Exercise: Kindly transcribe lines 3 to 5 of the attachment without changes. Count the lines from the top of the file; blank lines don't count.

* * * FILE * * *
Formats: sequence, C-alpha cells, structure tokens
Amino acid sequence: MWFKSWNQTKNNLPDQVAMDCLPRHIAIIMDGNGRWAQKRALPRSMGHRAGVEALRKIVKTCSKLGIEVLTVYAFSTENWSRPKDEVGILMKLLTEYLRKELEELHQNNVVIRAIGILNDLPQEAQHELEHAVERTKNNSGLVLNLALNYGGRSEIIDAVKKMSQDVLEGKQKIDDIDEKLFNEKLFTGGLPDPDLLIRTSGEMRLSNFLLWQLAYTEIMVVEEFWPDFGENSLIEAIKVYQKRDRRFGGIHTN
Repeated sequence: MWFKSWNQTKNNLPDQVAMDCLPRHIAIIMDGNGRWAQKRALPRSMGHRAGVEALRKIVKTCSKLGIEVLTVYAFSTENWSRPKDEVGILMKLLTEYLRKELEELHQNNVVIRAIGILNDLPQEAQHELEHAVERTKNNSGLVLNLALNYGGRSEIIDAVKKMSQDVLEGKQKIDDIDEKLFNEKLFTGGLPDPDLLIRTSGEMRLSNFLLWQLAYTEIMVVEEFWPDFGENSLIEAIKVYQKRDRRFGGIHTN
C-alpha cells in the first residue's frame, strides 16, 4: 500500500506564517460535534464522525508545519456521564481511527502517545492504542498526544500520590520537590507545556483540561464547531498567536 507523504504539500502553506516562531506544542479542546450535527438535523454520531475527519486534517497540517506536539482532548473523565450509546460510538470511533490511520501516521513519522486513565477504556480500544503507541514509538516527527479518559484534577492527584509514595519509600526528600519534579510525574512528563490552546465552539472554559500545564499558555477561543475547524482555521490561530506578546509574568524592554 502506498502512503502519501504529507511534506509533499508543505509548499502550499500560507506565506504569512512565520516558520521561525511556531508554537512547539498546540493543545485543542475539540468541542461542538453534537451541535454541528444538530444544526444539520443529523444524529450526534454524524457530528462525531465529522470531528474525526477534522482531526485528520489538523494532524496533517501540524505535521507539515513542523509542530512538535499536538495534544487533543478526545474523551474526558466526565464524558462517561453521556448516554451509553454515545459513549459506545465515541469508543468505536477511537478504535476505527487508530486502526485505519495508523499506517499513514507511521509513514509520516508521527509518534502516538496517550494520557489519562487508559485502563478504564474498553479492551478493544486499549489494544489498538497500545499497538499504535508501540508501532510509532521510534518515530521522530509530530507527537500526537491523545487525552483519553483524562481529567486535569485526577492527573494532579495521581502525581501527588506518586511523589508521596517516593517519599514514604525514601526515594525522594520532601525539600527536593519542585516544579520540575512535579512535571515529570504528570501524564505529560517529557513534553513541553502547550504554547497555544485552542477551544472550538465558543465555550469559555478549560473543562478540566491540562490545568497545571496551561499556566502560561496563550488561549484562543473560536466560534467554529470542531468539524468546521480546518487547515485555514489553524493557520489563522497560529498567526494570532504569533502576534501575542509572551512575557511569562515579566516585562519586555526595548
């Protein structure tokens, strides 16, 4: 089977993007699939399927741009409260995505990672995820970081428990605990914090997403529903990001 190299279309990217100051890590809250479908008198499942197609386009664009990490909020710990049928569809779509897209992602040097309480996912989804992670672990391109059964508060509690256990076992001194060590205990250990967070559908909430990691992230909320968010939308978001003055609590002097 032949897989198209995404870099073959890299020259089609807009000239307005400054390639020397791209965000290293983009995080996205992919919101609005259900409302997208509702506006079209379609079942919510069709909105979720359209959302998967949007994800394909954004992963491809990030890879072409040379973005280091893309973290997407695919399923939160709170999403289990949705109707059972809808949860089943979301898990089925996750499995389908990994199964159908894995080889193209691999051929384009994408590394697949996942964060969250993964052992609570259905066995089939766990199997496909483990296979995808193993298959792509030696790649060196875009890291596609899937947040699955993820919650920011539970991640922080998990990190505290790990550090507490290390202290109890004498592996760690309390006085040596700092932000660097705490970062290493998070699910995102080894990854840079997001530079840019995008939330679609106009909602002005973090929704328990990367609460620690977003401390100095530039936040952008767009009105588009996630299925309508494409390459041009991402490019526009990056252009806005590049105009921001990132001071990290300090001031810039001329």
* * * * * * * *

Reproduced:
Repeated sequence: MWFKSWNQTKNNLPDQVAMDCLPRHIAIIMDGNGRWAQKRALPRSMGHRAGVEALRKIVKTCSKLGIEVLTVYAFSTENWSRPKDEVGILMKLLTEYLRKELEELHQNNVVIRAIGILNDLPQEAQHELEHAVERTKNNSGLVLNLALNYGGRSEIIDAVKKMSQDVLEGKQKIDDIDEKLFNEKLFTGGLPDPDLLIRTSGEMRLSNFLLWQLAYTEIMVVEEFWPDFGENSLIEAIKVYQKRDRRFGGIHTN
C-alpha cells in the first residue's frame, strides 16, 4: 500500500506564517460535534464522525508545519456521564481511527502517545492504542498526544500520590520537590507545556483540561464547531498567536 507523504504539500502553506516562531506544542479542546450535527438535523454520531475527519486534517497540517506536539482532548473523565450509546460510538470511533490511520501516521513519522486513565477504556480500544503507541514509538516527527479518559484534577492527584509514595519509600526528600519534579510525574512528563490552546465552539472554559500545564499558555477561543475547524482555521490561530506578546509574568524592554 502506498502512503502519501504529507511534506509533499508543505509548499502550499500560507506565506504569512512565520516558520521561525511556531508554537512547539498546540493543545485543542475539540468541542461542538453534537451541535454541528444538530444544526444539520443529523444524529450526534454524524457530528462525531465529522470531528474525526477534522482531526485528520489538523494532524496533517501540524505535521507539515513542523509542530512538535499536538495534544487533543478526545474523551474526558466526565464524558462517561453521556448516554451509553454515545459513549459506545465515541469508543468505536477511537478504535476505527487508530486502526485505519495508523499506517499513514507511521509513514509520516508521527509518534502516538496517550494520557489519562487508559485502563478504564474498553479492551478493544486499549489494544489498538497500545499497538499504535508501540508501532510509532521510534518515530521522530509530530507527537500526537491523545487525552483519553483524562481529567486535569485526577492527573494532579495521581502525581501527588506518586511523589508521596517516593517519599514514604525514601526515594525522594520532601525539600527536593519542585516544579520540575512535579512535571515529570504528570501524564505529560517529557513534553513541553502547550504554547497555544485552542477551544472550538465558543465555550469559555478549560473543562478540566491540562490545568497545571496551561499556566502560561496563550488561549484562543473560536466560534467554529470542531468539524468546521480546518487547515485555514489553524493557520489563522497560529498567526494570532504569533502576534501575542509572551512575557511569562515579566516585562519586555526595548
């Protein structure tokens, strides 16, 4: 089977993007699939399927741009409260995505990672995820970081428990605990914090997403529903990001 190299279309990217100051890590809250479908008198499942197609386009664009990490909020710990049928569809779509897209992602040097309480996912989804992670672990391109059964508060509690256990076992001194060590205990250990967070559908909430990691992230909320968010939308978001003055609590002097 032949897989198209995404870099073959890299020259089609807009000239307005400054390639020397791209965000290293983009995080996205992919919101609005259900409302997208509702506006079209379609079942919510069709909105979720359209959302998967949007994800394909954004992963491809990030890879072409040379973005280091893309973290997407695919399923939160709170999403289990949705109707059972809808949860089943979301898990089925996750499995389908990994199964159908894995080889193209691999051929384009994408590394697949996942964060969250993964052992609570259905066995089939766990199997496909483990296979995808193993298959792509030696790649060196875009890291596609899937947040699955993820919650920011539970991640922080998990990190505290790990550090507490290390202290109890004498592996760690309390006085040596700092932000660097705490970062290493998070699910995102080894990854840079997001530079840019995008939330679609106009909602002005973090929704328990990367609460620690977003401390100095530039936040952008767009009105588009996630299925309508494409390459041009991402490019526009990056252009806005590049105009921001990132001071990290300090001031810039001329």